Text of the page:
giovedì 3 marzo 2011
Panama - Indigenous protesters block roads and hold two government officials
Protesters burn an effigy of Panama's President Ricardo Martinelli in Panama City February 24, 2011. Thousands of people took to the streets in protest against the government's decision to pave way for Canada's Inmet Mining to build the largest copper mine in Central America.
28.02.2011 - The Indians of the Ngöbe Bugle continue their protests to achieve the repeal of Act 8 of 2011 which amends the Mining Code. The last time an advisor to the Vice Minister of Labor, Luis Ernesto Carles, as well as Carles himself, were offended, had water thrown on them, and they were beaten when they came to try to mediate. This time a similar fate has befallen friends of the Governor of Chiriqui, Aixa Santamaría. The Governor's Assistant, Kathia Smith and her driver Gerald Palacios have been retained inside of their vehicle at the intersection of San Felix, in another day of anti-mining demonstrations. The two officials, who are employees of the provincial authority, were intercepted by the Indians as they returned from Panama from a meeting. All four tires of the vehicle they were driving have been punctured, and on their vehicle it was written "Now it is the the turn of the Gnäbe people", a mockery of the government's slogan "now it's the people's turn."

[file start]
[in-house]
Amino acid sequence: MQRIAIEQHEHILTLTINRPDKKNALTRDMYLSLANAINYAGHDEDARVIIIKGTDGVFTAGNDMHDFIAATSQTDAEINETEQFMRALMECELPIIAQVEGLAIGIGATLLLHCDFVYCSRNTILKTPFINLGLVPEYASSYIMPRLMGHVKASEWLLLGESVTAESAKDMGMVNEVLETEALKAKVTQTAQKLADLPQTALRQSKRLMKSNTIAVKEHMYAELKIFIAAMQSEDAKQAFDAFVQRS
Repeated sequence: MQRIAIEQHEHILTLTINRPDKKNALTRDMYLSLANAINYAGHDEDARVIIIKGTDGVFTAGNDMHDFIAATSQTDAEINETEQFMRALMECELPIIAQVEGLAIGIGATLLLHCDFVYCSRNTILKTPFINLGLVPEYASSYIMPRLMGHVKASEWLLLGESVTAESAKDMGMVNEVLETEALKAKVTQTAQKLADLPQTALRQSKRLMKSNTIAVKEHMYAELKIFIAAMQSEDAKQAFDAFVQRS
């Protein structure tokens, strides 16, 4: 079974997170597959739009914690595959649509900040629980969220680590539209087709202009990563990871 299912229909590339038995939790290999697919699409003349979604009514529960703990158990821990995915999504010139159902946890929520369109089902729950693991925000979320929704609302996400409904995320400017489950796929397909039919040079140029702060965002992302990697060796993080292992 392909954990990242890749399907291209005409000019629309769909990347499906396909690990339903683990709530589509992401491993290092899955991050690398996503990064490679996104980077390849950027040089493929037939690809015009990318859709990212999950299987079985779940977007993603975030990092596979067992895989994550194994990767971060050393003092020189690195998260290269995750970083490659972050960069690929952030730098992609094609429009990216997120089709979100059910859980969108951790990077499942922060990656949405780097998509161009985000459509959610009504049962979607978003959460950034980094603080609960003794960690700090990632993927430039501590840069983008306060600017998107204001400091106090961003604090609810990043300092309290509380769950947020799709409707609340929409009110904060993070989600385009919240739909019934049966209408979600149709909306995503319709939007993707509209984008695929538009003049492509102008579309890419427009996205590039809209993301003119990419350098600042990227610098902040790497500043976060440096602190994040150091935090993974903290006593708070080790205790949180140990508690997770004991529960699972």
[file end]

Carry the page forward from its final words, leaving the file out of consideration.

Panama City - Feb 25, 2011 - Hundreds of Panamanian Indians blocked stretches of the Pan-American highway Friday for a second consecutive day, hoping to get President Ricardo Martinelli to overturn a controversial new mining law.
Protesters burned tires and used tree trunks to halt traffic in at least four spots on the highway, which links Panama City with Costa Rica, an AFP journalist reported.
Many of the protesters carried machetes and bows and arrows, and some donned face paint or wore ski masks.
"We are expecting the president to overturn this law that affects us so much as soon as possible," Felix Rodriguez, the head of the Ngobe-Bugle Indians, told AFP.
Martinelli "has to pay attention to us," said Rodriguez, who was at a road block in the eastern Chiriqui province. Police were absent from the area.
Scores of cars and trucks had been stranded on the highway, which among other things is used by trucks moving goods that arrive by ship to Panama destined to other Central American nations.
There was no reports of violence or arrests. Similar protests were held Thursday.
Marches and demonstrations have been going on for weeks even though the conservative Martinelli administration on Tuesday issued a decree banning mining in Indian territory.
Lawmakers in Panama on February 10 approved legislation to attract foreign investment to its mining industry, despite opposition from students and indigenous groups.
Martinelli and his supporters in the National Assembly argue that mining could be Panama's second largest source of income after fees from the trans-oceanic canal.
Students, environmentalists and indigenous groups, however, fear changes to the mining code -- untouched since the 1960s -- would spoil the pristine jungle and force Indian communities to relocate.
Polls have shown that most Panamanians believe an increase in mining would hurt the environment and Indian communities.